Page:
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October 21, 2014

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Suspect in Las Vegas Strip shooting, crash appears in court

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Steve Marcus

Ammar Harris, the suspect the Feb. 21 Las Vegas Strip shooting and car crash that killed three people, listens to Deputy Special Public Defender David Schieck in court at the Regional Justice Center Wednesday, April 17, 2013.

Strip Shooting Suspect Makes Court Appearance

Ammar Harris, the suspect the Feb. 21 Las Vegas Strip shooting and car crash that killed three people, appears in court at the Regional Justice Center Wednesday, April  17, 2013. Launch slideshow »

Strip shooting crash

Smoke and flames billow from a burning vehicle following a shooting and multicar accident on the Las Vegas Strip early Thursday, Feb. 21, 2013. Launch slideshow »

The man accused of firing a gun while driving down the Las Vegas Strip, killing another driver and causing a fiery crash that killed two others, made his first appearance in a Nevada court Wednesday.

Ammar Harris, 27, was extradited Tuesday from California, where he was arrested on Feb. 28, a week after the Feb. 21 shooting.

On Wednesday, he appeared for a hearing in Las Vegas Justice Court shackled and wearing a dark blue jail jumper.

Harris anwered, “Yes, ma’am,” as Judge Deborah J. Lippis asked a short series of questions, including whether he had received a copy of and understood the charges against him — three counts of murder and one count of attempted murder, plus counts of discharging a firearm into a vehicle and discharging a firearm out of a vehicle.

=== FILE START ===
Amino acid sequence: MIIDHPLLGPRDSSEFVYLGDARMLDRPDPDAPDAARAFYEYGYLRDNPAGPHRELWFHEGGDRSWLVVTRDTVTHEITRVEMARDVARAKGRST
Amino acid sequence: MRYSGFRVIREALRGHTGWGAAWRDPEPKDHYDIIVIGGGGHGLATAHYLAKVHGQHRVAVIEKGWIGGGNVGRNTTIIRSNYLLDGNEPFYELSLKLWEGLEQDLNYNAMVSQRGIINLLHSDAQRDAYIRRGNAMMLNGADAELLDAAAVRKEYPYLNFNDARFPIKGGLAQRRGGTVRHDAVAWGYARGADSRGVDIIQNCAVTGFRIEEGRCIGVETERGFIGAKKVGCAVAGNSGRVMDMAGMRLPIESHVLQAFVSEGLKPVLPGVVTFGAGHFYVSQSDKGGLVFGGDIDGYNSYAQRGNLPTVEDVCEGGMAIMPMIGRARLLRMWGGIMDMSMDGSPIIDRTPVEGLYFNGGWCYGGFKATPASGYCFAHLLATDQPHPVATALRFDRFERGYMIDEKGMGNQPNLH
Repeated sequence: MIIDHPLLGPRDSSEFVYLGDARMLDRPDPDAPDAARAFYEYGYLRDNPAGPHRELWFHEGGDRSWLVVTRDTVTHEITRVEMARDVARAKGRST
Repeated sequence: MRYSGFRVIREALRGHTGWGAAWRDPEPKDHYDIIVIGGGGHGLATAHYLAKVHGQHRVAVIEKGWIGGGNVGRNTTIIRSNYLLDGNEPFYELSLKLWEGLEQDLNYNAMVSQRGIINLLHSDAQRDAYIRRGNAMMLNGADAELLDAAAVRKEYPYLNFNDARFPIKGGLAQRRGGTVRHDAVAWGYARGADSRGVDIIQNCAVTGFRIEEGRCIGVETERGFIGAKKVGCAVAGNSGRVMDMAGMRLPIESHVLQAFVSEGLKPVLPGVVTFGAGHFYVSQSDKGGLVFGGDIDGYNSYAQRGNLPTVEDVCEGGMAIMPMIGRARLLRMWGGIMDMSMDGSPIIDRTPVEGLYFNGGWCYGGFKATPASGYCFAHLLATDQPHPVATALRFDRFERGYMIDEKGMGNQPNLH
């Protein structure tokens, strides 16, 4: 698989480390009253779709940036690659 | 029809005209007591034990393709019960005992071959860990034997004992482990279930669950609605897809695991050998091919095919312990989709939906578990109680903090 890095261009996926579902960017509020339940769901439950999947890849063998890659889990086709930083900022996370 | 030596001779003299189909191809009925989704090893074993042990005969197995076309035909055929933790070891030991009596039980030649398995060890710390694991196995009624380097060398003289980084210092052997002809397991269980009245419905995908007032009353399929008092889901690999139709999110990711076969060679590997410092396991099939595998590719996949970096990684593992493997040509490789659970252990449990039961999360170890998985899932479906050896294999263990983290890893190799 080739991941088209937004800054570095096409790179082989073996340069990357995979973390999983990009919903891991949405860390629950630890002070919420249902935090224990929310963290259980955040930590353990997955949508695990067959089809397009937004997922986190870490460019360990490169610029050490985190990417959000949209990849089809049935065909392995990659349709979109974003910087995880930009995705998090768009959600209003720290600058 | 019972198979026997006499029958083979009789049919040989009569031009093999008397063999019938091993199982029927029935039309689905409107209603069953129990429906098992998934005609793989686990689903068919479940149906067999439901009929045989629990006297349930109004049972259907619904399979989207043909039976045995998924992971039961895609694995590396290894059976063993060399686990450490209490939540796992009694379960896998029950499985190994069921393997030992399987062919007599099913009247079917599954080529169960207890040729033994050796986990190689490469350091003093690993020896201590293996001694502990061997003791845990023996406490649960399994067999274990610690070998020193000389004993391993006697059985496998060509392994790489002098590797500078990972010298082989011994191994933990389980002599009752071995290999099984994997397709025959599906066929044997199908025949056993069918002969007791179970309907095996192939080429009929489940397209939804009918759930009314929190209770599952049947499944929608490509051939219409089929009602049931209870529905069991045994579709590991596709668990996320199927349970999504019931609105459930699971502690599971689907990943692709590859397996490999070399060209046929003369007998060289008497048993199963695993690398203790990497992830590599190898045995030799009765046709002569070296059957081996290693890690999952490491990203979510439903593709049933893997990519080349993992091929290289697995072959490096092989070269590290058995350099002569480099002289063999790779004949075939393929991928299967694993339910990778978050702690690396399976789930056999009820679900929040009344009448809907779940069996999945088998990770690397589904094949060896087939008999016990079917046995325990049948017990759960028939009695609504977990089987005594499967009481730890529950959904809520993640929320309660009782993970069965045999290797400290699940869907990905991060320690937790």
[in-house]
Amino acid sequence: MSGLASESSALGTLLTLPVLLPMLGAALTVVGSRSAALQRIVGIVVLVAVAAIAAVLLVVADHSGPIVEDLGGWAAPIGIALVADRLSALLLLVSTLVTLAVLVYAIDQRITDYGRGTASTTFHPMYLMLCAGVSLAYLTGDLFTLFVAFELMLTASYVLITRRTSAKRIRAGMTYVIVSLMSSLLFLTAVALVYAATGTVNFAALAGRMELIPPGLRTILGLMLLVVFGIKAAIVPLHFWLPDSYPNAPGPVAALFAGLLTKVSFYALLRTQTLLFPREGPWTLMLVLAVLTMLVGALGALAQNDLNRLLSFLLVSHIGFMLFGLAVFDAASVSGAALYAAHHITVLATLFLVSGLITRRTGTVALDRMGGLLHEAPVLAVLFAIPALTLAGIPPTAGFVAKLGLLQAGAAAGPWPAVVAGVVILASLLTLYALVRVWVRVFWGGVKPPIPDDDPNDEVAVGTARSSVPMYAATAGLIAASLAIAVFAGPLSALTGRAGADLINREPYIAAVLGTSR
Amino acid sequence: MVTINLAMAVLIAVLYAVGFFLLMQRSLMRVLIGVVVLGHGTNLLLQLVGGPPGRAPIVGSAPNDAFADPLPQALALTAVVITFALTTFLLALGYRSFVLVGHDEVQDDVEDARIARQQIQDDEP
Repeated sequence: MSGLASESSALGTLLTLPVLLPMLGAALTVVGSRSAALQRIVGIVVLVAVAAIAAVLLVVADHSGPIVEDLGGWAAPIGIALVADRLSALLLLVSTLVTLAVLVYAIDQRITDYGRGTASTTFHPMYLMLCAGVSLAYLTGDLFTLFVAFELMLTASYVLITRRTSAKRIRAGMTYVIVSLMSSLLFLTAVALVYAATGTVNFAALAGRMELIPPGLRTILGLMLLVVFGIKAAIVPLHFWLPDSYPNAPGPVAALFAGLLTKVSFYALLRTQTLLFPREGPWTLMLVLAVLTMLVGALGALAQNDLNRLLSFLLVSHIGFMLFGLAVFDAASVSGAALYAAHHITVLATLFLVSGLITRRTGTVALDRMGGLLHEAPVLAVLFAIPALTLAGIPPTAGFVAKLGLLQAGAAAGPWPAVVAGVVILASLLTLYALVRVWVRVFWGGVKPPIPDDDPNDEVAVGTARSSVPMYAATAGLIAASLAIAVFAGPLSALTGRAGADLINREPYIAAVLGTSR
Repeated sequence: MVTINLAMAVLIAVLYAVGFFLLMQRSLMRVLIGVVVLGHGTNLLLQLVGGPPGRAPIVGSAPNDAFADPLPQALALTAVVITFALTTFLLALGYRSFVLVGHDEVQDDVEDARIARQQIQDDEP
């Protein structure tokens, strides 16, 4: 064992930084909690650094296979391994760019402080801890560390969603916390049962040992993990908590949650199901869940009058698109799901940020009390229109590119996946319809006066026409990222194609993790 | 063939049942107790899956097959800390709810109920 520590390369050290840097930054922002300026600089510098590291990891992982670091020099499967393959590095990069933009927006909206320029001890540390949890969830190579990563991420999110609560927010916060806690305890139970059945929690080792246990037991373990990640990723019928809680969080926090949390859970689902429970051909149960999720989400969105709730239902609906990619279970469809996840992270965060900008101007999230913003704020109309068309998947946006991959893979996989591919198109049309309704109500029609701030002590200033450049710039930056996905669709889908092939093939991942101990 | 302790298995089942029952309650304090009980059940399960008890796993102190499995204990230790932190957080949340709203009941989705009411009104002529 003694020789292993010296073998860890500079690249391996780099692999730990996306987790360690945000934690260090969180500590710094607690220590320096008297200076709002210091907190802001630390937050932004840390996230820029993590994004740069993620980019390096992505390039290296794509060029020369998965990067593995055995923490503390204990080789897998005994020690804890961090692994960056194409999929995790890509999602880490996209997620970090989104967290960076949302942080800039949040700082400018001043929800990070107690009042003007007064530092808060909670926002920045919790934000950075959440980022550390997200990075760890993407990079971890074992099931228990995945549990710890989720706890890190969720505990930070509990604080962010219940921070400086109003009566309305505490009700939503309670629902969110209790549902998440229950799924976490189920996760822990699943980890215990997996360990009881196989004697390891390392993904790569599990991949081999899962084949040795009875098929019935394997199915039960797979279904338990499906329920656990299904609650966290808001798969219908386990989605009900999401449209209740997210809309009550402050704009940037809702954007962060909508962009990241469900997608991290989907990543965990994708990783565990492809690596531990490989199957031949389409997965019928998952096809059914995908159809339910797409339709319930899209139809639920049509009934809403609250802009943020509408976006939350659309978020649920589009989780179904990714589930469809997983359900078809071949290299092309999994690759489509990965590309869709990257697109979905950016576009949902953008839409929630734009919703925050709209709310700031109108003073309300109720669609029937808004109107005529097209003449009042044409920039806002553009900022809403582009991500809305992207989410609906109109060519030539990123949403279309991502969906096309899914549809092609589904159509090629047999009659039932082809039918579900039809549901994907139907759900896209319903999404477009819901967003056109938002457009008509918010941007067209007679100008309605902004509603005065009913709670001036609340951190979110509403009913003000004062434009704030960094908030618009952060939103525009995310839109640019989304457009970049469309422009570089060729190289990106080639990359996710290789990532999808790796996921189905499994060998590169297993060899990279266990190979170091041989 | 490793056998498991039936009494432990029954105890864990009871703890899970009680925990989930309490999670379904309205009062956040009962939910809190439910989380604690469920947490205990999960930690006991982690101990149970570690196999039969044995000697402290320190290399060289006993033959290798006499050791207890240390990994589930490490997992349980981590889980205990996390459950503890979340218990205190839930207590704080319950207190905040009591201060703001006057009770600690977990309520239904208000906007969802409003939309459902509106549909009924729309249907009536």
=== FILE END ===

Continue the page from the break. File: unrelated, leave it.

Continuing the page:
When Lippis asked if Harris had sufficient resources to hire his own lawyer, he quietly said, “No, ma’am.”

Clark County public defenders David Schieck and Randy Pike requested time to review the charges and evidence and meet with their client before setting a date for a preliminary hearing. A status check was scheduled for April 29.

District Attorney Steve Wolfson attended the hearing and said his office was in the process of getting “thousands of pages” of documents and evidence to the defense.

“We’re glad Mr. Harris is here. He has a right to counsel; he’s got a right to a trial, a lot of rights. Now that he’s here, he can get those things, and we’re just glad we can move forward with the prosecution,” Wolfson said.

Wolfson said a decision about seeking the death penalty would be made down the line but that it was still a possibility.

Tehran Boldon, the brother of a cab driver killed in the incident, attended the hearing and said Harris was “callous” and a “coward” and he hopes the defendant “gets what he deserves.”

“I hope they punish him as much as this court can,” Boldon said, choking up. “He doesn’t deserve to walk right now. He is an example of what is wrong with our society.”

Harris was identified by Metro Police as the person who fired gunshots from a Range Rover into a Maserati sports car in the early morning hours of Feb. 21 as the vehicles made their way up the Las Vegas Strip.

Kenneth Cherry Jr., the driver of the Maserati, and a passenger were hit in the shooting. Cherry’s wounds caused him to lose control of the car, which ran a red light at Flamingo Road and crashed into a taxi.

The impact triggered an explosion in the cab. Three people were killed: Cherry; the cab driver, Michael Boldon, 62, of Las Vegas; and cab passenger Sandra Sutton-Wasmund, 48, a businesswoman from Maple Valley, Wash.

The criminal complaint filed against Harris identified the passenger who survived as Freddy Walters.

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  1. asked if Harris had sufficient resources to hire his own lawyer, he quietly said, "No, ma'am."

    what happened to the two bags of cash he had? Diamond earrings, rapper watches? the Range Rover?
    he managed to pay for the life a few months ago.